Despite Talks, The U.S. Appears to Quietly Prepare for Nuclear War With North Korea

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Exactly what is happening with the U.S.’s relationship with North Korea? If anything, the last two weeks have given hope to those who want to avoid war. North Korea and South Korea have engaged in talks, and even agreed to create a unified Olympic team. Yet the U.S. continues to quietly build its military resources in the area.

The U.S. trains with South Korea every year. Those drills are partly a show of resolve, but the training does have a practical aspect, too. Because of the Olympics and Paralympics, joint exercises will be delayed. Yet the training continues.

“At Fort Bragg in North Carolina last month,” the New York Times writes, “a mix of 48 Apache gunships and Chinook cargo helicopters took off in an exercise that practiced moving troops and equipment under live artillery fire to assault targets. Two days later, in the skies above Nevada, 119 soldiers from the Army’s 82nd Airborne Division parachuted out of C-17 military cargo planes under cover of darkness in an exercise that simulated a foreign invasion.”

While the foreign invasion seems a far-fetched scenario, the threat of artillery dominates the Korean peninsula.

“Next month,” the Times continues, “at Army posts across the United States, more than 1,000 reserve soldiers will practice how to set up so-called mobilization centers that move military forces overseas in a hurry.”

These exercises here are easy to dismiss. After all, it is the Army’s job to prepare itself in a time of peace. Yet the movement of planes and ships is more obvious. The Air Force moved B-52s to Guam this week.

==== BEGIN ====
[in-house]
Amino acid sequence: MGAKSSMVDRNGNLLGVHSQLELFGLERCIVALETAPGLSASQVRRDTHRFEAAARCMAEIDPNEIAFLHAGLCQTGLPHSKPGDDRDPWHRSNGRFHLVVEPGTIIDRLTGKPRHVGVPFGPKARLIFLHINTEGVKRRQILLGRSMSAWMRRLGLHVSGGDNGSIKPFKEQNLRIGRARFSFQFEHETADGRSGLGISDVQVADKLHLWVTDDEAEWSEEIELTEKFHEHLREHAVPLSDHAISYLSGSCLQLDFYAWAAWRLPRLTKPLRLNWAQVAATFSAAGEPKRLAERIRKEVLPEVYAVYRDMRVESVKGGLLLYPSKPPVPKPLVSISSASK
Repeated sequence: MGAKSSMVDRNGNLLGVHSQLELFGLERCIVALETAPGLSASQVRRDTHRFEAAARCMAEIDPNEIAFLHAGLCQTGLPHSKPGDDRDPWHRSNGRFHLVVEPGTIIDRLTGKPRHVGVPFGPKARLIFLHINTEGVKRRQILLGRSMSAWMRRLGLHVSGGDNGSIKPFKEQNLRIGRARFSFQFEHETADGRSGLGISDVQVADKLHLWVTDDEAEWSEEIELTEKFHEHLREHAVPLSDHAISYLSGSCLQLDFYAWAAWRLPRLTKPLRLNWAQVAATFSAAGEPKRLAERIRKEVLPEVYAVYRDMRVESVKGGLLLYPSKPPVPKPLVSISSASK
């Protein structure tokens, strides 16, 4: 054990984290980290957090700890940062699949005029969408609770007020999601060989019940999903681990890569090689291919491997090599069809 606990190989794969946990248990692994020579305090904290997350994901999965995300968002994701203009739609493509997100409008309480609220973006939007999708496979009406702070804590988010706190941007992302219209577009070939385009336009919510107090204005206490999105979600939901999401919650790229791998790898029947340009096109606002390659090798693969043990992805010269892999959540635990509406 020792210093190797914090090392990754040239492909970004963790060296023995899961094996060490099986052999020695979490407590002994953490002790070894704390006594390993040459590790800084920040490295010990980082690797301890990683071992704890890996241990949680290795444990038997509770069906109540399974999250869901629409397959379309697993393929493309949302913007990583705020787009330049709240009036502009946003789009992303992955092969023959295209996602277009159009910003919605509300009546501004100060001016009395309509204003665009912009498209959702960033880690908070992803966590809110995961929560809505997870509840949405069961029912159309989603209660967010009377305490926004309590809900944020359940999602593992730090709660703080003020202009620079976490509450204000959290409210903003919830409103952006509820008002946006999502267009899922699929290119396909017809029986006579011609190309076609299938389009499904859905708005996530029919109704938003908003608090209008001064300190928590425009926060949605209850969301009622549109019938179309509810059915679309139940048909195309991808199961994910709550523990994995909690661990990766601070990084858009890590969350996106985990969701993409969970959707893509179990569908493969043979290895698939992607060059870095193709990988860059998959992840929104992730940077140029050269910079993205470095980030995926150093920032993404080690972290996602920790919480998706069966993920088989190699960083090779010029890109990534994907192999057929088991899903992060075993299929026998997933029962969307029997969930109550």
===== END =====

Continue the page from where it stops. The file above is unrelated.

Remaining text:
The Navy has sent the USS Carl Vinson, the USS Wasp, and the USS Bonhomme to join the USS Ronald Regan in the Pacific.

President Trump’s cabinet has been active, too. “At a meeting of foreign ministers from 20 countries this week in Vancouver, British Columbia,” Business Insider writes, “Secretary of State Rex Tillerson discussed sanctions implementation for North Korea, while Secretary of Defense James Mattis briefed them on the US’s plan for military strikes.”

National security adviser, H.R. McMaster, continues to dismiss the news of Korean talks and sportsmanship as a kind of showmanship.

The real diversion, of course, is the Olympic games. How will North Korea handle the pressure of having the world on its doorstep? Rumors abound. Some speculate that there will be a military parade. Others are focusing on the possibility of a satellite launch.

Both would be a test of President Trump who continues to draw lines in the sand. Even the New York Times hints at the possibility of a preemptive strike as an option to prove the U.S.’s resolve.

While that’s a possibility, “The military’s job is to be fully ready for whatever contingencies might be on the horizon,” said Michèle A. Flournoy, a top Pentagon official in the Obama administration and co-founder of WestExec Advisors, a strategic consultancy in Washington.

“Even if no decision on North Korea has been made and no order has been given,” Ms. Flournoy said, “the need to be ready for the contingency that is top of mind for the president and his national security team would motivate commanders to use planned exercise opportunities to enhance their preparation, just in case.”